The challenge is to lift the Puterach (the stone) onto the Pudrac (the plinth).
Loading the Puterach on the eastern side of the Pudrac is traditional. However, it can be lifted from any of the four faces.
This is a very accessible lift for new stone lifters - the relatively light stone, and the well-defined goal of placing the stone on the plinth makes it ideal.
The Pudrac has been standing for many hundreds of years. Archaeologists have examined the stone and speculated its purpose. But one thing we know for sure is its use as a plinth for a lifting stone called the Puterach.
The first written reference to the Puterach stone was in 1848, but it was likely used in the 1600's. Making the stone site over 400 years old!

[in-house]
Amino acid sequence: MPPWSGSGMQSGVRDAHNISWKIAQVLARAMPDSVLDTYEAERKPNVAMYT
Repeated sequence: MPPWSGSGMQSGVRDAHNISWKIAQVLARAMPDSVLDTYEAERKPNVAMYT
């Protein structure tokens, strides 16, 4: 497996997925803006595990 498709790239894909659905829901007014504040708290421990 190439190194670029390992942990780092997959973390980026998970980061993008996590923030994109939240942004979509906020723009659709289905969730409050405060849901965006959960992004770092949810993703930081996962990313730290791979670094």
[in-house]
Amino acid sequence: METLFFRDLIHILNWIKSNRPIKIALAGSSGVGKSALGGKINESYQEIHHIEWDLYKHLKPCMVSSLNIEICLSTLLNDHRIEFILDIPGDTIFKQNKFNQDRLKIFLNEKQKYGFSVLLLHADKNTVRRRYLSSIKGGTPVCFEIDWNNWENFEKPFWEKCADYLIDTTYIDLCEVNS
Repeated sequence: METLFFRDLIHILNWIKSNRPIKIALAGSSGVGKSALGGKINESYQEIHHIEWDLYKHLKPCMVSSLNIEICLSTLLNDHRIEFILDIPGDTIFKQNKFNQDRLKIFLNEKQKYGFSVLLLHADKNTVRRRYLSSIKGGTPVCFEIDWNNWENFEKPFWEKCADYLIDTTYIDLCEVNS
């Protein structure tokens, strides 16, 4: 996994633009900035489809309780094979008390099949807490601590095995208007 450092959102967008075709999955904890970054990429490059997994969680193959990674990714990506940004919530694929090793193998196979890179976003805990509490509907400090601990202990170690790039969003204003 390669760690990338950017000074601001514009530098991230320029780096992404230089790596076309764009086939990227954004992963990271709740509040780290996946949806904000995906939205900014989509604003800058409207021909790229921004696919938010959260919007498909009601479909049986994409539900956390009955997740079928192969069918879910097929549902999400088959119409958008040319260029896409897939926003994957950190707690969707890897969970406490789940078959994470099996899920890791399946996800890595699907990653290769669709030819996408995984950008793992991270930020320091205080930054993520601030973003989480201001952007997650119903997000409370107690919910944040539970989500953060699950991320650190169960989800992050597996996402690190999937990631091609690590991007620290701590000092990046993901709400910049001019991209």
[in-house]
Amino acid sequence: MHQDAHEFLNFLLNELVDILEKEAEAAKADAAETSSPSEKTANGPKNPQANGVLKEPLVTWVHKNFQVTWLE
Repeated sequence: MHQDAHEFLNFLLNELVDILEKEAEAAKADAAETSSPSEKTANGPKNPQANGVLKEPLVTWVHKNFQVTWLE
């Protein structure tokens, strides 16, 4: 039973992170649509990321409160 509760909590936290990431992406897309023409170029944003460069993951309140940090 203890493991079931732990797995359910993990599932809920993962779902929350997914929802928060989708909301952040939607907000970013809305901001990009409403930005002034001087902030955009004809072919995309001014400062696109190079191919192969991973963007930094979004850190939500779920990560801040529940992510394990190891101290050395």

The Puterach was almost definitely a MacGregor stone:
There are even MacGregors who were named after the stone.
The stone was a test of strength for young men, who had to lift it on to another stone.
Unfortunately, the original stone is long gone. It was either thrown in a river, or built into the Manse dyke wall some time in the 1800's. This was done after a minister of the parish declared lifting the stone to be a dangerous pastime after many people were injured from attempting to lift the stone.
Peter Martin found a replacement stone to be used as the new partner for the Pudrac in 2011. It's a local stone that is likely very close to the orginal.
The Puterach is known for being located near Balquhidder and the grave site of Rob Roy MacGregor. It's almost a given that he attempted the Puterach.
The stone and its plinth are on private land, and the owners kindly allow lifters to lift the stone.
The precise location is on our map.
If you - or someone you know - has attempted to lift the Puterach, please send us a link, and we will add your lift to this section on this page. Youtube videos and Instagram posts are both acceptable!
Briefly seen in Stoneland